HOW AGGRESSIVE SHOULD YOUR LAWYER BE?

Most people looking for a lawyer, because a fight is brewing, have never had any prior involvement with a lawyer. You would be surprised how many of these new litigants come in with impressions formed from movies and TV. But the media depiction of lawyers is about as accurate as the media’s depiction of everybody else . . . not very accurate.

So what should you be looking for when you think you might need a lawyer.

Many think they should be looking for the most “aggressive” lawyer they can find. After all, “litigation is war”, right? And you need a ferocious warrior. At some point, litigation does become war, so it is true you need someone who is capable of taking the gloves off when that time comes.

But it is well into litigation before the process becomes war-like, and very few cases get very far into that stage of the process. For the most part, litigation is more about relationships than it is about war, and your lawyer, if he/she is going to be effective, must be capable in that area as well.

So take a look at the relationships in your life. What works and what does not? Do you vibe to people who are extremely knowledgeable, able to talk at length about any subject, and always sounds right? Or do you gravitate to the person who listens to what you have to say and then speaks to what you have to say rather than just his/her own thoughts? If your lawyer cannot hear you, and feel your situation, get away, even if that person is “impressive”.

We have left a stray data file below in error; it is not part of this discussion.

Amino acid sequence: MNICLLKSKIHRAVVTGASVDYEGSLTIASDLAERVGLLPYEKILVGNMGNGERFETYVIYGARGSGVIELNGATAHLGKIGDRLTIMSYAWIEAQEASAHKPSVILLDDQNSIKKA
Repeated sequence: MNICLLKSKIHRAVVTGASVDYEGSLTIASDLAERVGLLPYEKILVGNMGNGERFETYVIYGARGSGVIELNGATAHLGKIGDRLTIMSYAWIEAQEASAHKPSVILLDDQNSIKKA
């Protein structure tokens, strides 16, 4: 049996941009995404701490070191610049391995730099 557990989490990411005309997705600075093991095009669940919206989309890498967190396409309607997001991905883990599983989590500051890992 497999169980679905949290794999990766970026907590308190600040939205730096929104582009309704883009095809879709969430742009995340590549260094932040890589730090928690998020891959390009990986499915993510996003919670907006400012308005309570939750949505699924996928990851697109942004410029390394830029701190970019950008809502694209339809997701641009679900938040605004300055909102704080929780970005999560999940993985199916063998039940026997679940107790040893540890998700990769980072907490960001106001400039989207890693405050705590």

And when confrontation arises in life, what seems to work? If you want someone to do something for you, does it work better to pin that person in a corner and browbeat them? Or is it more effective to stand by your position but back off enough for the other person to have the freedom to make his/her own choice about what you want? Not many – or any – people respond well to being cornered. It is the same in law: unless your goal is simply to get your rocks off, you’re far more likely to get the result you want by respecting the other person’s point of view as well. Good lawyers know this.

Law is a people business. Both between attorneys and their clients, and between opposing parties. Pick your lawyer like you pick the people you want to keep around you in life.

When the service you need gets switched from one provider to another

Occasionally, I will get a call from someone who has purchased a service from one provider and is then told that another provider has taken over the contract.  Might be a pool service, or a security system provider, or a marketer, or a lawyer.  I don’t get more calls because a lot of people don’t care.  But the ones who call are the ones who do care. 

They usually want to know how to get away from the new provider.  Maybe the new provider does not have a great record.  Maybe the new provider starts deemphasizing or taking away aspects of the service that the customer liked. 

My answer usually contains three parts . . .